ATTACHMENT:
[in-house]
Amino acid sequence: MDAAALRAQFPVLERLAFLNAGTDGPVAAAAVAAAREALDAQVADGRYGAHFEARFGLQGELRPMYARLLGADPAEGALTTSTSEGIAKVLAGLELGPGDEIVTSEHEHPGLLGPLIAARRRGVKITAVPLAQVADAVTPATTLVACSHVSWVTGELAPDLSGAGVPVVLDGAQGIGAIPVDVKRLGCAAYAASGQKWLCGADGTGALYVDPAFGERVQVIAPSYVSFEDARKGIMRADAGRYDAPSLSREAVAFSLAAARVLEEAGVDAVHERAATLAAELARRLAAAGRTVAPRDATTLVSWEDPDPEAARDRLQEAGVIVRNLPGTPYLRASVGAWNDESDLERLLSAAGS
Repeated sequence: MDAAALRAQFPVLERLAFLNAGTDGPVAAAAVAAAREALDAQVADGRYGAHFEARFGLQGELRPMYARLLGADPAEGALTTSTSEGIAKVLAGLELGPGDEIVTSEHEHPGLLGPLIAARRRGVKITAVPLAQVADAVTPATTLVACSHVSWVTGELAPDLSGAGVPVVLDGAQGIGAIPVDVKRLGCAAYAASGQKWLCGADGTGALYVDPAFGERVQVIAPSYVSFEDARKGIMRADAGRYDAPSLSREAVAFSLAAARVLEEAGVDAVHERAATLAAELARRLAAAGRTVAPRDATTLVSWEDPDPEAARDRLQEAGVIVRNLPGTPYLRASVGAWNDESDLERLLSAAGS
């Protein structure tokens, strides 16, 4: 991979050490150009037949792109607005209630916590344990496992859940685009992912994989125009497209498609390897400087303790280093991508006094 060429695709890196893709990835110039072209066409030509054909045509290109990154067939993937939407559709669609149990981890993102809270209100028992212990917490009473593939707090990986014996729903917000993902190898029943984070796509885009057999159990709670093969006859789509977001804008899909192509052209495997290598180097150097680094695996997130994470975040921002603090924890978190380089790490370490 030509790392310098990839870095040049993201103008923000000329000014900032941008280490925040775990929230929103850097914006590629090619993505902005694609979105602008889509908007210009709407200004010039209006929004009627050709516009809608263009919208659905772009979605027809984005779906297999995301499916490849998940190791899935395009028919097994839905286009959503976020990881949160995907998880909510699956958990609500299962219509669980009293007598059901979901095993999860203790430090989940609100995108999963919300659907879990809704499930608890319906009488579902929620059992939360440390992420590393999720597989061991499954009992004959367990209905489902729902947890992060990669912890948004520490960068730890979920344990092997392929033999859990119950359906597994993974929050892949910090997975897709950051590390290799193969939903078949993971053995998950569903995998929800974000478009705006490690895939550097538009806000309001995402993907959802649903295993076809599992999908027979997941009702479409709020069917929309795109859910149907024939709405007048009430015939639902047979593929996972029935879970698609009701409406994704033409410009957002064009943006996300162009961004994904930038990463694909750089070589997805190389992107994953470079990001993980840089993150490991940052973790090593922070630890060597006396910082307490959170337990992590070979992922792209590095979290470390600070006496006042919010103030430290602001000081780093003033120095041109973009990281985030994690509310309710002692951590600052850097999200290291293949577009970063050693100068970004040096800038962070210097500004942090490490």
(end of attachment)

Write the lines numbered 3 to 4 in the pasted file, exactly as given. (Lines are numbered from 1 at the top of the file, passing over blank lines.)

Repeated sequence: MDAAALRAQFPVLERLAFLNAGTDGPVAAAAVAAAREALDAQVADGRYGAHFEARFGLQGELRPMYARLLGADPAEGALTTSTSEGIAKVLAGLELGPGDEIVTSEHEHPGLLGPLIAARRRGVKITAVPLAQVADAVTPATTLVACSHVSWVTGELAPDLSGAGVPVVLDGAQGIGAIPVDVKRLGCAAYAASGQKWLCGADGTGALYVDPAFGERVQVIAPSYVSFEDARKGIMRADAGRYDAPSLSREAVAFSLAAARVLEEAGVDAVHERAATLAAELARRLAAAGRTVAPRDATTLVSWEDPDPEAARDRLQEAGVIVRNLPGTPYLRASVGAWNDESDLERLLSAAGS
């Protein structure tokens, strides 16, 4: 991979050490150009037949792109607005209630916590344990496992859940685009992912994989125009497209498609390897400087303790280093991508006094 060429695709890196893709990835110039072209066409030509054909045509290109990154067939993937939407559709669609149990981890993102809270209100028992212990917490009473593939707090990986014996729903917000993902190898029943984070796509885009057999159990709670093969006859789509977001804008899909192509052209495997290598180097150097680094695996997130994470975040921002603090924890978190380089790490370490 030509790392310098990839870095040049993201103008923000000329000014900032941008280490925040775990929230929103850097914006590629090619993505902005694609979105602008889509908007210009709407200004010039209006929004009627050709516009809608263009919208659905772009979605027809984005779906297999995301499916490849998940190791899935395009028919097994839905286009959503976020990881949160995907998880909510699956958990609500299962219509669980009293007598059901979901095993999860203790430090989940609100995108999963919300659907879990809704499930608890319906009488579902929620059992939360440390992420590393999720597989061991499954009992004959367990209905489902729902947890992060990669912890948004520490960068730890979920344990092997392929033999859990119950359906597994993974929050892949910090997975897709950051590390290799193969939903078949993971053995998950569903995998929800974000478009705006490690895939550097538009806000309001995402993907959802649903295993076809599992999908027979997941009702479409709020069917929309795109859910149907024939709405007048009430015939639902047979593929996972029935879970698609009701409406994704033409410009957002064009943006996300162009961004994904930038990463694909750089070589997805190389992107994953470079990001993980840089993150490991940052973790090593922070630890060597006396910082307490959170337990992590070979992922792209590095979290470390600070006496006042919010103030430290602001000081780093003033120095041109973009990281985030994690509310309710002692951590600052850097999200290291293949577009970063050693100068970004040096800038962070210097500004942090490490």